Pirsig was born on September 6, 1928, in Minneapolis, Minnesota, the son of Harriet Marie Sjobeck and Maynard Pirsig. He was of German and Swedish descent. His father was a University of Minnesota Law School (UMLS) graduate, and started teaching at the school in 1934. The elder Pirsig served as the law school dean from 1948 to 1955, and retired from teaching at UMLS in 1970. He resumed his career as a professor at the william Mitchell College of Law, where he remained until his final retirement in 1993.
Because he was a precocious child with an IQ of 170 at age nine, Pirsig skipped several grades and was enrolled at the Blake School in Minneapolis. At 14, in May 1943, Pirsig was awarded a high school diploma from the University of Minnesota's laboratory school, University High School (now Marshall-University High School) where he edited the school yearbook, the Bisbilla. He then entered the University of Minnesota to study biochemistry that autumn. In Zen and the Art of Motorcycle Maintenance, he described the central character, thought to represent himself, as being far from a typical student; he was interested in science as a goal in itself, rather than as a way to establish a career.
At 18, Pirsig enlisted in the United States Army in 1946 and was stationed in South Korea until 1948. Upon his discharge from the Army, he returned to the United States and lived in Seattle, Washington, for less than a year, at which point he decided to finish the education he had abandoned. Pirsig earned a bachelor's degree in 1950 from the University of Minnesota. He then attended Banaras Hindu University in India, to study Eastern philosophy and culture. At the University of Chicago, he performed graduate-level work in philosophy and journalism but he did not obtain a degree there. In 1958 he earned a master's degree in journalism from the University of Minnesota.
Robert Pirsig married Nancy Ann James on May 10, 1954. They had two sons — Chris, born in 1956, and Theodore (Ted), born in 1958.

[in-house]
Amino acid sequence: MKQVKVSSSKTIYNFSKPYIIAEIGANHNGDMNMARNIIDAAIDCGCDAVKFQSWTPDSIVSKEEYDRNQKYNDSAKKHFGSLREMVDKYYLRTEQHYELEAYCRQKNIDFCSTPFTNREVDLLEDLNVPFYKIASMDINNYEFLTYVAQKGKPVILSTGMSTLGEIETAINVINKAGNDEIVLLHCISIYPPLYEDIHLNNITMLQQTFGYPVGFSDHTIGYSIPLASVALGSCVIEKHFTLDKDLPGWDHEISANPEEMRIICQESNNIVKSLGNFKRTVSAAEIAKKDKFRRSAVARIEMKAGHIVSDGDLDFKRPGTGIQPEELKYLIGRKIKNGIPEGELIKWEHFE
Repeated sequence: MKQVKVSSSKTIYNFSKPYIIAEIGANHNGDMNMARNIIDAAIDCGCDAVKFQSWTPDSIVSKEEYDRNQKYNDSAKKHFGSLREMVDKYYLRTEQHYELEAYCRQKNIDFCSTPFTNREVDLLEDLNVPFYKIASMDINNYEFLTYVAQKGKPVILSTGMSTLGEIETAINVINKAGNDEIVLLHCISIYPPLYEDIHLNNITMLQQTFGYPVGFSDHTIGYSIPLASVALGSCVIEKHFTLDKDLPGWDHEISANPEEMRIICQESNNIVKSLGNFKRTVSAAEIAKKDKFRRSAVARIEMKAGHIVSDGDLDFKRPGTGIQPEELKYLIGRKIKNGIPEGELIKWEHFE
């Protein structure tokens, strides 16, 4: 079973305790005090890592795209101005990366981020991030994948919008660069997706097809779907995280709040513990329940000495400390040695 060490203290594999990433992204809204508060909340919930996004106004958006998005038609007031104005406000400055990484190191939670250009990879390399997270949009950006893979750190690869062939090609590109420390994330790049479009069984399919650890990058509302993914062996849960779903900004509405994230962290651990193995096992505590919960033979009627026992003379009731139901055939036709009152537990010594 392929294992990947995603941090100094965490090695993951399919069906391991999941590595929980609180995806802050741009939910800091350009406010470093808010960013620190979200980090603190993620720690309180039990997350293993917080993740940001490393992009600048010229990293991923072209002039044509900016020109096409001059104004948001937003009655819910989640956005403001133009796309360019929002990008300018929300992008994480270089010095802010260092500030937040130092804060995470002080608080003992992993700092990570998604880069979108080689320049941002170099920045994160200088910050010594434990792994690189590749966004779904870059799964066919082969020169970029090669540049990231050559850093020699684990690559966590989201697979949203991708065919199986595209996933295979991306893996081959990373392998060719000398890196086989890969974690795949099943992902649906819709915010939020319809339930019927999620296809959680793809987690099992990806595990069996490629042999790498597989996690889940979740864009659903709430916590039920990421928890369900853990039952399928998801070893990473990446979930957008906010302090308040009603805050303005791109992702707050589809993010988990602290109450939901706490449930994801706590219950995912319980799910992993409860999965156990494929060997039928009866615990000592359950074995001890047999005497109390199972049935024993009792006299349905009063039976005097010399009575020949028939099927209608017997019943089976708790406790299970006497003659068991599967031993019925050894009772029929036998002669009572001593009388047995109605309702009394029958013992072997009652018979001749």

Pirsig suffered a nervous breakdown and spent time in and out of psychiatric hospitals between 1961 and 1963. He was diagnosed with paranoid schizophrenia and clinical depression as a result of an evaluation conducted by psychoanalysts, and was treated with electroconvulsive therapy on numerous occasions, a treatment he discusses in his book, Zen and the Art of Motorcycle Maintenance. Nancy sought a divorce during this time; they formally separated in 1976 and divorced in 1978.
Guggenheim Fellowship: Awarded 1974. Field of Study: General Nonfiction.
1975, Outstanding Achievement Award conferred by the University of Minnesota.
On December 28, 1978, Pirsig married Wendy Kimball in Tremont, Maine.
In 1979, Chris Pirsig, who figured prominently in Zen and the Art of Motorcycle Maintenance, was fatally stabbed in a mugging outside the San Francisco Zen Center, at the age of 22. Pirsig discusses this incident in an afterword to subsequent editions of Zen and the Art of Motorcycle Maintenance, writing that he and his second wife Wendy Kimball decided not to abort the child she conceived in 1980 because he believed that this unborn child — later their daughter Nell — was a continuation of the life pattern that Chris had occupied.
On December 15, 2012, Montana State University bestowed upon Pirsig an honorary doctorate in the field of philosophy during the university's fall commencement. Pirsig was also honored with a commencement speech by MSU Regent Professor Michael Sexson. Pirsig was an instructor in writing at what was then Montana State College from 1958–1960. In Zen and the Art of Motorcycle Maintenance, Pirsig writes about his time at MSC as a less than pleasurable experience due to the teaching of philosophy at the agricultural college. Pirsig said that this limited his ability to teach writing effectively, as well as to develop his own philosophies and literature. Due to frailty of health, Pirsig did not travel to Bozeman in December 2012 from his residence in Maine to accept the accolade.
While doing laboratory work in biochemistry, Pirsig became greatly troubled by the existence of more than one workable hypothesis to explain a given phenomenon, and that the number of hypotheses appeared unlimited. He could not find any way to reduce the number of hypotheses—he became perplexed by the role and source of hypothesis generation within scientific practice. The question distracted him to the extent that he lost interest in his studies and failed to maintain good grades. Finally, he was expelled from the university.
Pirsig died aged 88, at his home in South Berwick, Maine, on April 24, 2017, after a period of failing health.